MACROS - What They Are and How to Track Them
If you are interested in following a ketogenic diet, you need to understand one term above all others - MACROS.
The term “macros” is actually short for “macronutrients,” which Google Dictionary defines as:
A substance required in relatively large amounts by living organisms, in particular, a type of food (e.g. fat, protein, carbohydrate) required in he human diet.
Basically, macronutrients (“macros”) are the different components of food that fuel our bodies. The three main macros that are relatable to the keto diet are:
Net carbohydrates (total carbs - fiber)
There is a ton of scientific information on the Internet about macros and their effects on digestion and blood glucose levels. But as I have said before, I am not a doctor, so I am not even going to try to repeat the clinical details. If you would like to read some of this scientific information, I recommend the following sources:
To keep things simple, I like to refer to ketogenic macros as low carb, high fat (lchf) sources for dietary calories. You need to find the right balance of carbs, protein, and fats to get into - and stay in - ketosis.
As I mentioned in my What Is Ketosis blog, Dr. Eric Berg, DC recommends the following breakdown for daily macros:
0-5% Net Carbohydrates (total carbs - fiber); these should only come from vegetables
So how do you track your macros? You could certainly do things the old fashioned way and write down your calories, fat, carbs, fiber, and protein for every meal, snack, and beverage. But, it’s 2018, and there are a ton of smartphone apps that take the guesswork out of tracking.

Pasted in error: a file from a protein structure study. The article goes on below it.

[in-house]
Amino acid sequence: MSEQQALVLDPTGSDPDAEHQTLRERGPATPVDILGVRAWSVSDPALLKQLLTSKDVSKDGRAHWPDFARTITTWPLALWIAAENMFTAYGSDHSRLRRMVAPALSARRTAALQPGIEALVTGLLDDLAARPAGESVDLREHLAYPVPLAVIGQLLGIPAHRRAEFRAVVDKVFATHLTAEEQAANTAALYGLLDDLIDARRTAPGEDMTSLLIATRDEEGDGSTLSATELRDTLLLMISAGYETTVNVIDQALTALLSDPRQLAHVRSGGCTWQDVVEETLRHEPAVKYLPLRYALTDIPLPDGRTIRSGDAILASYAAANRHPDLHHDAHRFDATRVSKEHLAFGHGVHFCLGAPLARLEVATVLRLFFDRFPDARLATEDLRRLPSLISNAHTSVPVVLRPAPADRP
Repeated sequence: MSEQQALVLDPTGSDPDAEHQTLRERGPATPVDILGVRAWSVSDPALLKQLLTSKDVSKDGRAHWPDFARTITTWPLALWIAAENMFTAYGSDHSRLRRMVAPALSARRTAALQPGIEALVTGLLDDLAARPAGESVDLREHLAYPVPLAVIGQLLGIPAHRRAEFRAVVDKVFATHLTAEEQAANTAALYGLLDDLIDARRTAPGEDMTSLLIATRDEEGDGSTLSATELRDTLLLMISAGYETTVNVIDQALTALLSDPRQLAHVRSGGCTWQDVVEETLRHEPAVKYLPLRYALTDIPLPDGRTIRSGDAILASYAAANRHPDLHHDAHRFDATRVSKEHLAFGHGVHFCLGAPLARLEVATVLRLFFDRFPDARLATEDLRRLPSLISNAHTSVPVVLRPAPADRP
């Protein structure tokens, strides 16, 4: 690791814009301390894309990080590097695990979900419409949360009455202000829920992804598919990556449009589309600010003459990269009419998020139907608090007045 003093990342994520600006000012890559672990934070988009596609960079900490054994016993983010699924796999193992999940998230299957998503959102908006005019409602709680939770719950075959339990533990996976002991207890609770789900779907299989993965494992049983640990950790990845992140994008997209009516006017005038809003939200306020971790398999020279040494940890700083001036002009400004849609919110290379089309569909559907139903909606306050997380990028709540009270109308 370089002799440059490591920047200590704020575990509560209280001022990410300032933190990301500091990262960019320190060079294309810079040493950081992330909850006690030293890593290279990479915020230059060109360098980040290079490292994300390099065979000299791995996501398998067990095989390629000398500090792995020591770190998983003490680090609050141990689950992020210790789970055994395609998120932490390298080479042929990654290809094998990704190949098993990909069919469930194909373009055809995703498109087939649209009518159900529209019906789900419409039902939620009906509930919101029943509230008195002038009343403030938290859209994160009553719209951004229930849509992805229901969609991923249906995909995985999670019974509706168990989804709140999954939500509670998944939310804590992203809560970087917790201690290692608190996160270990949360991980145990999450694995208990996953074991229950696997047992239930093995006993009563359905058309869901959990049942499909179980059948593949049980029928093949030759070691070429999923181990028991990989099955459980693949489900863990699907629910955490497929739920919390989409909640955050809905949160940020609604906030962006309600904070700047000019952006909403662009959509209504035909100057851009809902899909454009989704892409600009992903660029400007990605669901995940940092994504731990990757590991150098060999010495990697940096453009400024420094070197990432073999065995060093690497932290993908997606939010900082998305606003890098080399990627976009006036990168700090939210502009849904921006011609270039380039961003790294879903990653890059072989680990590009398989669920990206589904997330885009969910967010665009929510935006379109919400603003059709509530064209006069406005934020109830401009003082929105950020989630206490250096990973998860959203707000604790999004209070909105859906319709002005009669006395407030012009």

My personal recommendation is the Keto Diet Tracker app.
You can personalize your macro goals to your specific body type and activity level.
The free version only allows you to save a few food items and track for one day, so you need to purchase the “Pro” version to get all the cool features. The app costs $10.99 per year, but trust me when I say it is a worthwhile investment.
Remember, you need to track your fat, protein, NET carbs (total carbs - fiber), and calories.
Calories don’t play as important of a role when tracking macros, but you need to keep an eye on them to keep your portion sizes in check. Bryan and I both hit some serious stalls/plateaus at the end of 2017, and they were simply (and frustratingly) the result of sneaky carbs and inaccurate tracking.